Arab Spring this year, a string of popular uprisings in which the Web and mobile technology played crucial and unprecedented roles. Google is celebrating this historic event with an election-day doodle on its Egypt's Google homepage.Egyptians go to the polls today to vote in the first election since the ouster of longtime dictator Hosni Mubarak. Egypt was a flashpoint in the so-called
Google has also launched an extensive Egyptian elections page full of info on candidates, major issues and polling stations. The information is provided by Egypt's Higher Elections Committee, but Google's page enhances the content with Google News, Maps and its other election tools. Google is building tools and programs to improve elections around the world, and this landmark election in Egypt is a storybook example of Web technology as a force for open and accountable government.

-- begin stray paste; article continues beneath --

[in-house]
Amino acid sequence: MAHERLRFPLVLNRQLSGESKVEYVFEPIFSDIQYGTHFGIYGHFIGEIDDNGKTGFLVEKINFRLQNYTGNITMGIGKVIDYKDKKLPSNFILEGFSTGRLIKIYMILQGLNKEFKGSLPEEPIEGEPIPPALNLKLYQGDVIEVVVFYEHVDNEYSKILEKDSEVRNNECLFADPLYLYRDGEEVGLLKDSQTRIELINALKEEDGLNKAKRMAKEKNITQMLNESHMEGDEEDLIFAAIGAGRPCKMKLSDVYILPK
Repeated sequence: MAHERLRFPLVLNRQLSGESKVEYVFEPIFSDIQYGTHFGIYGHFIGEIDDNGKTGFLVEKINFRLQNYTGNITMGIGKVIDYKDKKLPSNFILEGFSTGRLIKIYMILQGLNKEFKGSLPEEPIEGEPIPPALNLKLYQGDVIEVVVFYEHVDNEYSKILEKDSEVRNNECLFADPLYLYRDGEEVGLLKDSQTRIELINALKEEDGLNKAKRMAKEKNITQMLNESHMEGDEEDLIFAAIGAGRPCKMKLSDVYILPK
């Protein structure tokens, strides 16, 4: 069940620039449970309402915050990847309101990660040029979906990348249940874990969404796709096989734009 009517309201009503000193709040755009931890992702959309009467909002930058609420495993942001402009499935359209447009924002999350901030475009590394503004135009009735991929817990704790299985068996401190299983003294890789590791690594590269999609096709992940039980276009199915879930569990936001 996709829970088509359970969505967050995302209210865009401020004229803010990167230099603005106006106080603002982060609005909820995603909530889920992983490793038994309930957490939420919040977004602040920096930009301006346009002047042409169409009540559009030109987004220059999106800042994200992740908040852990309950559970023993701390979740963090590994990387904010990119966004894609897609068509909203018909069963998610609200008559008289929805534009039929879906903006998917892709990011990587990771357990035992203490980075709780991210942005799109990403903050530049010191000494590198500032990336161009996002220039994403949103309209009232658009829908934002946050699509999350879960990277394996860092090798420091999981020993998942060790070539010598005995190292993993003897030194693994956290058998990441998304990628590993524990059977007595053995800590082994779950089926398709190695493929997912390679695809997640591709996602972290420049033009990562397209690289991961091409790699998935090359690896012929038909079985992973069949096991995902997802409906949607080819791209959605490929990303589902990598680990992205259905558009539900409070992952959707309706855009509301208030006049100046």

The Mubarak regime tried, even as it fell, to restrict access to Web services in Egypt in order to contain the uprising. It first blocked Twitter, then Facebook and Google services, and then it went for a full-on Internet blackout. The Internet struck back, though. Anonymous targeted Mubarak's regime websites, and hackers and bloggers in Egypt and around the world lent their support, even facing arrest.
Google lent its support, too, featuring YouTube videos of the uprisings. The extensive resources Google offers Egyptian voters on its elections page today follow through on that support with an effort to make democracy better through Web technology.
You can read more about Google's celebration of this historic election on the Google blog.